• remaining values are the parameters passed to invoked function.

Reminding ourselves of our original problem statement: can we remove the second parameter of calls to the :incr function if they specify the same value as the default parameter? Yup, we now know enough to write that function:

def rewrite(expr)
  if expr.is_a? Sexp
    if expr[0] == :call &&
       expr[2] == :incr &&
       expr.size == 5 &&
       expr[4][0] == :lit &&
       expr[4][1] == 1

      # remove the second parameter                                                                                                                               
      expr.pop()
    end

    # descend into children                                                                                                                                       
    expr.each { |x| rewrite(x) }
  end
  expr
end

There are three interesting parts here:

  • We should only rewrite objects that are s-expressions!
  • If we’re calling incr and the second parameter is the new default parameter, a lit of value 1, then we should remove it.
  • Recursively descend into the contents of each s-expression. Otherwise you’ll only see the top-level :block s-expression which is pretty boring.

Stepping back, I think this is pretty awesome! We’re now programmatically rewriting code. We can use this to maintain even large codebases without doing huge amounts of manual toil.

Let’s try it again, doing something a bit more ambitious. Imagine you’ve hired a bunch of Python programmers on our team who keep writing Python-style for loops instead of learning Ruby's each idiom, and that we want to rewrite them to use each.

Your input might be something like:

def count(lst)
  i = 0
  for ele in lst
    i += 1
  end
end

And you’d want this output:

def count(lst)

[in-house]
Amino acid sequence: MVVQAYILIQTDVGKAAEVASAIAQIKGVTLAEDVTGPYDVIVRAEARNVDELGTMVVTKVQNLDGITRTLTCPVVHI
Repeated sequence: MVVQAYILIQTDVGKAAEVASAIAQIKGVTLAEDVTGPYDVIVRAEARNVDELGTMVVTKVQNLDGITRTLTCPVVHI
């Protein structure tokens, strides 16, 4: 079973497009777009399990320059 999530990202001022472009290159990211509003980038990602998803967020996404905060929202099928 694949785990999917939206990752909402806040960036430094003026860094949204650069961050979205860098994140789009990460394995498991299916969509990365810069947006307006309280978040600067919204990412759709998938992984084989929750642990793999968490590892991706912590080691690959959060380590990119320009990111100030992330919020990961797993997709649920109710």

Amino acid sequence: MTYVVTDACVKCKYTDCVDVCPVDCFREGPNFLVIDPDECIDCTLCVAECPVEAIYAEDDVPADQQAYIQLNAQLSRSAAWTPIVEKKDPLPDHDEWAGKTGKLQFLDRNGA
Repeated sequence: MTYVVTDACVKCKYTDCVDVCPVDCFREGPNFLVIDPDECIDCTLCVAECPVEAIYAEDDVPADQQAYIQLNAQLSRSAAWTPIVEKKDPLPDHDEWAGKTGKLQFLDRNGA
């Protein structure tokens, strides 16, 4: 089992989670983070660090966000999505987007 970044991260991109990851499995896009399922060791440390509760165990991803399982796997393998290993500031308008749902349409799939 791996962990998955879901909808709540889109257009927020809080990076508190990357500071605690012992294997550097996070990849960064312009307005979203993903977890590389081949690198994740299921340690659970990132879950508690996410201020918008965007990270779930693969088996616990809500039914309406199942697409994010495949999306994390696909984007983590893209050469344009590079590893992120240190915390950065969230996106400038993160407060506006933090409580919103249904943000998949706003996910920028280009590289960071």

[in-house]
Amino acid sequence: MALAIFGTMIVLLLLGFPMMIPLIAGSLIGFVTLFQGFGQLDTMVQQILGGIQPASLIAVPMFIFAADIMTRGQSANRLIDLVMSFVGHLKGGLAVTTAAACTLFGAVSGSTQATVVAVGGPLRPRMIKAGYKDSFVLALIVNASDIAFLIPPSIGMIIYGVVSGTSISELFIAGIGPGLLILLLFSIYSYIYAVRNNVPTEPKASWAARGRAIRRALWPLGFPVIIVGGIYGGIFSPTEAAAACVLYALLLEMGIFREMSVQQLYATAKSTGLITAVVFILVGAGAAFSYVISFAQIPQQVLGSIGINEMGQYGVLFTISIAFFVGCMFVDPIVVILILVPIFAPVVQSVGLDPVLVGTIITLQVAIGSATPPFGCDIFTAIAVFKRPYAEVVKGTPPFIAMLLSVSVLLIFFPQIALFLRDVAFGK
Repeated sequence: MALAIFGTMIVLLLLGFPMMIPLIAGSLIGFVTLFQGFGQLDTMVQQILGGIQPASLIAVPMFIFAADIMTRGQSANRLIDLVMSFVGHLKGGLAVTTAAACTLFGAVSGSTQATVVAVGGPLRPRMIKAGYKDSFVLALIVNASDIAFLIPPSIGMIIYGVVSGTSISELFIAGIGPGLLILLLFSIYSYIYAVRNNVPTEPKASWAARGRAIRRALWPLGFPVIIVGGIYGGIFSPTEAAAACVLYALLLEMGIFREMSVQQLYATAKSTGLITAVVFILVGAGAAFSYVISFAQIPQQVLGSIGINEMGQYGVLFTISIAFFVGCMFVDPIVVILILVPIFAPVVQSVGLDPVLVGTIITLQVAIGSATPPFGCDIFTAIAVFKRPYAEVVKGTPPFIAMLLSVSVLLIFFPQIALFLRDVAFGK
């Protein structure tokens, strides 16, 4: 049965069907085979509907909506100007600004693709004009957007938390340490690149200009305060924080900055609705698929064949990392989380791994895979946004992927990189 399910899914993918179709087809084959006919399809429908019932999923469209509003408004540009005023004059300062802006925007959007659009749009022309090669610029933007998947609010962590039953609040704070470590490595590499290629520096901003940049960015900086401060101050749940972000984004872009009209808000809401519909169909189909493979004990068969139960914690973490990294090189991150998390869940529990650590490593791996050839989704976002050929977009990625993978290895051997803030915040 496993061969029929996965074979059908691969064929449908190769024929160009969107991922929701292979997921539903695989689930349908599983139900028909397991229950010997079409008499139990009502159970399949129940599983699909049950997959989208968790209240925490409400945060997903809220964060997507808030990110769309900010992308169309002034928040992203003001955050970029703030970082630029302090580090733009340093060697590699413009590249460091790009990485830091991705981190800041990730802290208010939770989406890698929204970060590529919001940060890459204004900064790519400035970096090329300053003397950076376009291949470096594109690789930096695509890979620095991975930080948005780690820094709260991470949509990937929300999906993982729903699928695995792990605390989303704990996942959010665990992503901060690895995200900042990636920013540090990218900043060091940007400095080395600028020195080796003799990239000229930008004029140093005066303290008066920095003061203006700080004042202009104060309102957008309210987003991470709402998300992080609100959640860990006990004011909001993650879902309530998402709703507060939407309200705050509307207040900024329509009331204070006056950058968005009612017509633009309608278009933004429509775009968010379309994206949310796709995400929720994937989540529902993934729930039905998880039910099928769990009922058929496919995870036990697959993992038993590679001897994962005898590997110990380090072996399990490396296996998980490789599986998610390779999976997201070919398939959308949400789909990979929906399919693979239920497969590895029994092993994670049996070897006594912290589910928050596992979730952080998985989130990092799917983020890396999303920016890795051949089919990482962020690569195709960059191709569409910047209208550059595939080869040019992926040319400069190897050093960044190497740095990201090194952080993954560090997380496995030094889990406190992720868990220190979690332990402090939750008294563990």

i = 0
  lst.each { |ele| i = i + 1 }
end

Taking another stab at our rewrite function, this is a bit messier:

def rewrite(expr)
  if expr.is_a? Sexp
    if expr[0] == :for
      lst = expr[1]
      param = expr[2]
      func = expr[3]
      expr.clear
      expr[0] = :iter
      expr[1] = Sexp.new(:call, lst, :each)
      expr[2] = Sexp.new(:args, param[1])
      expr[3] = func
    end

    # descend into children                                                                                                                                       
    expr.each { |x| rewrite(x) }
  end
  expr
end

A bit messier, but also a pretty neat demonstration of what you can do is once you start playing around with this technique. For example, you could imagine only doing this if the complexity of the refactored for loop is low enough.

What next?

These are very contrived examples, but I think are enough to let you start dreaming about ways this technique could be applied usefully to your work, particularly if your work involves migrating large codebases to new implementations. Google's Large-Scale Automated Refactoring Using ClangMR is an interesting case study of doing that at immense scale, and Source Code Rejuvenation is Not Refactoring is another exploration of this topic.

Most importantly, I think this is a good reminder to avoid falling into the "I'll just work through it" mindset for large migrations, which I believe can become the limit on your company's overall throughput.


Thanks to Ingrid and KF for shaping this post.